West Wycombe Estate Follies

West Wycombe Estate Follies

  • Posted: Sep 16, 2015
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The West Wycombe Estate was originally purchased in 1698 by two brothers, Sir Francis Dashwood, 1st Baronet and Sir Samuel Dashwood (later Lord Mayor of London) from their brother-in-law Thomas Lewis an Alderman of London. After the business relationship between the two brothers ceased in 1704, Sir Francis Dashwood bought out his brother’s share in the property.The pre-existing buildings were demolished and a modest house in the late Carolean style was erected in its place. It is generally accepted that Sir Francis Dashwood was passionate about many subjects but several dominated both his aspirations and his activities. He was also deeply impressed by classical Greek, Roman and Middle Eastern ideas and architecture.

In 1939 he started remodelling the existing Georgian Manor house that had been built by his father into a Palladian style mansion. During the late 1740’s Sir Francis Dashwood used the West Wycombe Estate as a canvass on which to create numerous follies, many of which may have hidden meanings that are not fully understood to this day. Certainly these follies were used during his many parties and extravaganzas as convenient hideaways where couples or even groups could enjoy private entertainments.

The pre-existing buildings were demolished and a modest house in the late Carolean style was erected in its place. It is generally accepted that Sir Francis Dashwood was passionate about many subjects but several dominated both his aspirations and his activities. He was also deeply impressed by classical Greek, Roman and Middle Eastern ideas and architecture.

In 1939 he started remodelling the existing Georgian Manor house that had been built by his father into a Palladian style mansion. During the late 1740’s Sir Francis Dashwood used the West Wycombe Estate as a canvass on which to create numerous follies, many of which may have hidden meanings that are not fully understood to this day. Certainly these follies were used during his many parties and extravaganzas as convenient hideaways where couples or even groups could enjoy private entertainments.


Temple of the Four WindsTHE TEMPLE OF THE (FOUR) WINDS

This beautiful building is modelled on the Tower (Temple) of the Winds on the Roman agora in Athens which was dedicated to the concept of time and featured sundials, water clocks and a wind vane. Dashwood’s understanding of Greek and Roman mythology would have meant that he knew and associated himself with the stories of the four wind gods. Boreas: (the North Wind), Eurus: (the East Wind) Notus: (the South Wind) and Zephyrus: (the West Wind). The Temple of the Four Winds also served a very functional purpose by supplying water to the estate and concealing the ice house beneath it.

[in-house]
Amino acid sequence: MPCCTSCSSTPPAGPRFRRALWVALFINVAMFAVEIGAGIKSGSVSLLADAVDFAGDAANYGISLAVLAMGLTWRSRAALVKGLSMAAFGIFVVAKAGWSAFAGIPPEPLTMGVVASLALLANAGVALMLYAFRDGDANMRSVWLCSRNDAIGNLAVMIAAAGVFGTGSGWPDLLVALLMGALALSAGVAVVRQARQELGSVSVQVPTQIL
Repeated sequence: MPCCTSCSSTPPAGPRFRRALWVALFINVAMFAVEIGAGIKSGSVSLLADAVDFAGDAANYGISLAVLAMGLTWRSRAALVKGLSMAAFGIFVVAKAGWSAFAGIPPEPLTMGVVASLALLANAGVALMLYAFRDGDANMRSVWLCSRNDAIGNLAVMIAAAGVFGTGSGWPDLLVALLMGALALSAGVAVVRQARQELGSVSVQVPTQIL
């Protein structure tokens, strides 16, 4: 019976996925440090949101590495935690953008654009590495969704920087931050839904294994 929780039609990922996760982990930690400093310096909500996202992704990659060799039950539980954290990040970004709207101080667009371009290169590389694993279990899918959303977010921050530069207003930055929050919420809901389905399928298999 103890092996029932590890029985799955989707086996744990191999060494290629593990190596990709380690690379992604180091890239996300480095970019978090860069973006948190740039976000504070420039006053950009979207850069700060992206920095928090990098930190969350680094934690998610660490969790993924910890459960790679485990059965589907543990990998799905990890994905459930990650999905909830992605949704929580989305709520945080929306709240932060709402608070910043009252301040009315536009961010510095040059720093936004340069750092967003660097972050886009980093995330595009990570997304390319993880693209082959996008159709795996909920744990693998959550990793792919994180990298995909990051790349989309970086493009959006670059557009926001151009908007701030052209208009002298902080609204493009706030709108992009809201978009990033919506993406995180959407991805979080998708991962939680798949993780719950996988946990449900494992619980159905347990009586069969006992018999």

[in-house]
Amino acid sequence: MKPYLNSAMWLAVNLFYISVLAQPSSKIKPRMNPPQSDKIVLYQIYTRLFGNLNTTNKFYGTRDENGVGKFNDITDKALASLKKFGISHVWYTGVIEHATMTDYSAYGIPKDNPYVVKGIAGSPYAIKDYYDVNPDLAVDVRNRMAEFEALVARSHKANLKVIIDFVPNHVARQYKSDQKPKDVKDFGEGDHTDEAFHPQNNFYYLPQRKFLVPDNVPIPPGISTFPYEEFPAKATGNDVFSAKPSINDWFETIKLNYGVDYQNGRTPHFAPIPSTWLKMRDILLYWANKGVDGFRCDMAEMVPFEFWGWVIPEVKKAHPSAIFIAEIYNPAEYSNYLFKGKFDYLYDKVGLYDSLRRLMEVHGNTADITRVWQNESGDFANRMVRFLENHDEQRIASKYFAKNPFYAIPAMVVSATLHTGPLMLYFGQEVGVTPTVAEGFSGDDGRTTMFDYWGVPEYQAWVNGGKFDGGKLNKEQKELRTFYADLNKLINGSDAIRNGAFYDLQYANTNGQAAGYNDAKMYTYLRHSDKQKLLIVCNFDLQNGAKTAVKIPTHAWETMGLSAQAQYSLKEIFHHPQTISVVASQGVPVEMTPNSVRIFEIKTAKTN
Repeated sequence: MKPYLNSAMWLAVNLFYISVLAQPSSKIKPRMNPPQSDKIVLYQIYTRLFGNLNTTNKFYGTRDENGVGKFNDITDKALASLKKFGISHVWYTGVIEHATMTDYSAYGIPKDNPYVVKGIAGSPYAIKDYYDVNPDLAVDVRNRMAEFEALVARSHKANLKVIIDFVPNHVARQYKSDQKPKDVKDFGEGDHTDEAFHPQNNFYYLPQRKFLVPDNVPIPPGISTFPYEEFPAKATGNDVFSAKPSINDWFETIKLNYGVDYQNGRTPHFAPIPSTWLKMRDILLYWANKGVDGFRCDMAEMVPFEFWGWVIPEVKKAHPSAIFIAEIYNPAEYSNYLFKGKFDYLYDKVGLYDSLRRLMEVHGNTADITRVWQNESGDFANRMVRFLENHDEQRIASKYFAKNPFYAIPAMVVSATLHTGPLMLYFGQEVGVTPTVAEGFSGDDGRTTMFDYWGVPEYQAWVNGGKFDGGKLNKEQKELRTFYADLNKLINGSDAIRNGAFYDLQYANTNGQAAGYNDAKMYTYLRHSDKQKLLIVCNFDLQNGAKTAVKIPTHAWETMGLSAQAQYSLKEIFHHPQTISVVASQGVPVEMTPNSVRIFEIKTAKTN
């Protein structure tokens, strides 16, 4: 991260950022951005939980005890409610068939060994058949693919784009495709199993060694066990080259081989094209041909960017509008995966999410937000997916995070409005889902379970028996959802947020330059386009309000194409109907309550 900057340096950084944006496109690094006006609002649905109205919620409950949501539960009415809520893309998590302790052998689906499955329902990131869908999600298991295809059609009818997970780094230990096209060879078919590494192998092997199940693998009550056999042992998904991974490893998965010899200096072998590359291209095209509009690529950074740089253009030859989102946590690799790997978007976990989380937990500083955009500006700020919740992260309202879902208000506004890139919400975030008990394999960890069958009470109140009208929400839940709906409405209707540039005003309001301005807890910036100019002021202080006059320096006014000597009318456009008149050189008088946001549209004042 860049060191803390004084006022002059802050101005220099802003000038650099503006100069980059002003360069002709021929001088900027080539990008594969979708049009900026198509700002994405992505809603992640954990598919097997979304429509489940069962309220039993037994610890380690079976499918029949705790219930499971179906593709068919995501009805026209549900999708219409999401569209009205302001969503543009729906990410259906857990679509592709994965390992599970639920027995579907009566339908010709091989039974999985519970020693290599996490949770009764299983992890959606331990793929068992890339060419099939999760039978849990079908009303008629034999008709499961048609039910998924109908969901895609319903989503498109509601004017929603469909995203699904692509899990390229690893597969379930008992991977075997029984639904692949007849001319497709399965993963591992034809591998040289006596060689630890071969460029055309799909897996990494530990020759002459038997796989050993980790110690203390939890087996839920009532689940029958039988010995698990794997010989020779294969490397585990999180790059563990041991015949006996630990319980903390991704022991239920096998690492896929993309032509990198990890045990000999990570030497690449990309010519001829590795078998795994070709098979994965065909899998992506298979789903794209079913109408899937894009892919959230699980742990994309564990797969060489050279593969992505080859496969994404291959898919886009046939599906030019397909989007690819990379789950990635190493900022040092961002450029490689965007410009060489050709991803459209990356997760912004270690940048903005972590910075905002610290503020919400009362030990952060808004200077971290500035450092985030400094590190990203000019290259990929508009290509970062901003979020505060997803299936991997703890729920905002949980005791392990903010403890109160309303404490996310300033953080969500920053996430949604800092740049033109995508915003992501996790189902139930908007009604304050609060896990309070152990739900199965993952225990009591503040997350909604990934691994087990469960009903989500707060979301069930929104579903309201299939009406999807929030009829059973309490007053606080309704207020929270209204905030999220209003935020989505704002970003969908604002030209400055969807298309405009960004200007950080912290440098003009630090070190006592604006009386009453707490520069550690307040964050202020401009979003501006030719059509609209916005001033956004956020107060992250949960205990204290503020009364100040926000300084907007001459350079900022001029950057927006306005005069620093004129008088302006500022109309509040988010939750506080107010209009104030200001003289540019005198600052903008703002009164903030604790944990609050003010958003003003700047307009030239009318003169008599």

West Wycombe - The Temple of MusicTHE TEMPLE OF MUSIC

Designed to be viewed from the mansion it was clearly constructed for entertainment as it is laid out as a single large room with basements and service entrances concealed by a small clump of trees. A survey conducted in 1781 describes it as a theatre and the remains of a stage are still identifiable. It’s located on an ornamental island in the manmade lake and can only be accessed by boat. When not in use for parties and formal functions it was an ideal location for guaranteed privacy or specialist fêtes champêtres. It was built between 1778 and 1782 from drawings by Nicholas Revett based on the Temple of Vesta in Rome the original holy place of the Vestal Virgins.


West Wycombe Estate - The Temple of VenusTHE TEMPLE OF VENUS

As the Roman goddess of beauty, love and fertility Venus was most closely associated with Aphrodite the Greek goddess of beauty. Classically educated gentry would have got the joke and the significance. It is important to remember that the age of excessive Victorian morality had yet to arrive.

The temple itself is was probably designed by Donowell and constructed in 1748 on a small but suggestive hillock.


West Wycombe Estate - The Parlour of VenusTHE PARLOR OF VENUS

Beneath the Temple of Venus is a small grotto known as Venus’s Parlour . Even the official guide book which is fairly circumspect when describing the West Wycombe Estate admits that it is a symbolic opening.